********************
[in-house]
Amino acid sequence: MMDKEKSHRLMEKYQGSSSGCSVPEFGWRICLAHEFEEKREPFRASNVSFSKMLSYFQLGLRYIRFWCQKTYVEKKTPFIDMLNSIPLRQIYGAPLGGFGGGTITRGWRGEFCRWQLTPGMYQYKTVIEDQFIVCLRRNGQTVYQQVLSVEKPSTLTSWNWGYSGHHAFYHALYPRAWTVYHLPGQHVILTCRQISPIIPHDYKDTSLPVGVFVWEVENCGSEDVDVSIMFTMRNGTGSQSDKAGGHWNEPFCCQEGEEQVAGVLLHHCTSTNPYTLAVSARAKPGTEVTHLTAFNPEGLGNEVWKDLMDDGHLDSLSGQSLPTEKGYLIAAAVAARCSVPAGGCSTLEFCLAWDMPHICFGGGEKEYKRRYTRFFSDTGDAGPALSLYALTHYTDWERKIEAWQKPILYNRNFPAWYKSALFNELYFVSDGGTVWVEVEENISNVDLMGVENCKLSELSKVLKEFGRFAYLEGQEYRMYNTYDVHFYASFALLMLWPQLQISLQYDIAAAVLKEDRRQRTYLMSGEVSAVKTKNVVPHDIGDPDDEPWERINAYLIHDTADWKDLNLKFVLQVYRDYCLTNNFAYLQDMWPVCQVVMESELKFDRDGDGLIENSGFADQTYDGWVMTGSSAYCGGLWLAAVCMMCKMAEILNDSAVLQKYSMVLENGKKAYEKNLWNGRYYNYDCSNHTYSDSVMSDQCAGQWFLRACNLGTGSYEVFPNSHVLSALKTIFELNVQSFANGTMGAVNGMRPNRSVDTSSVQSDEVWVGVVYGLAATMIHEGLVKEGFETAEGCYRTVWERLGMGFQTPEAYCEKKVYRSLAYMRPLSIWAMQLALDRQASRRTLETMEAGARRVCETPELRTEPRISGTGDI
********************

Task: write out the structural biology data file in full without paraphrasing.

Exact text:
[in-house]
Amino acid sequence: MMDKEKSHRLMEKYQGSSSGCSVPEFGWRICLAHEFEEKREPFRASNVSFSKMLSYFQLGLRYIRFWCQKTYVEKKTPFIDMLNSIPLRQIYGAPLGGFGGGTITRGWRGEFCRWQLTPGMYQYKTVIEDQFIVCLRRNGQTVYQQVLSVEKPSTLTSWNWGYSGHHAFYHALYPRAWTVYHLPGQHVILTCRQISPIIPHDYKDTSLPVGVFVWEVENCGSEDVDVSIMFTMRNGTGSQSDKAGGHWNEPFCCQEGEEQVAGVLLHHCTSTNPYTLAVSARAKPGTEVTHLTAFNPEGLGNEVWKDLMDDGHLDSLSGQSLPTEKGYLIAAAVAARCSVPAGGCSTLEFCLAWDMPHICFGGGEKEYKRRYTRFFSDTGDAGPALSLYALTHYTDWERKIEAWQKPILYNRNFPAWYKSALFNELYFVSDGGTVWVEVEENISNVDLMGVENCKLSELSKVLKEFGRFAYLEGQEYRMYNTYDVHFYASFALLMLWPQLQISLQYDIAAAVLKEDRRQRTYLMSGEVSAVKTKNVVPHDIGDPDDEPWERINAYLIHDTADWKDLNLKFVLQVYRDYCLTNNFAYLQDMWPVCQVVMESELKFDRDGDGLIENSGFADQTYDGWVMTGSSAYCGGLWLAAVCMMCKMAEILNDSAVLQKYSMVLENGKKAYEKNLWNGRYYNYDCSNHTYSDSVMSDQCAGQWFLRACNLGTGSYEVFPNSHVLSALKTIFELNVQSFANGTMGAVNGMRPNRSVDTSSVQSDEVWVGVVYGLAATMIHEGLVKEGFETAEGCYRTVWERLGMGFQTPEAYCEKKVYRSLAYMRPLSIWAMQLALDRQASRRTLETMEAGARRVCETPELRTEPRISGTGDI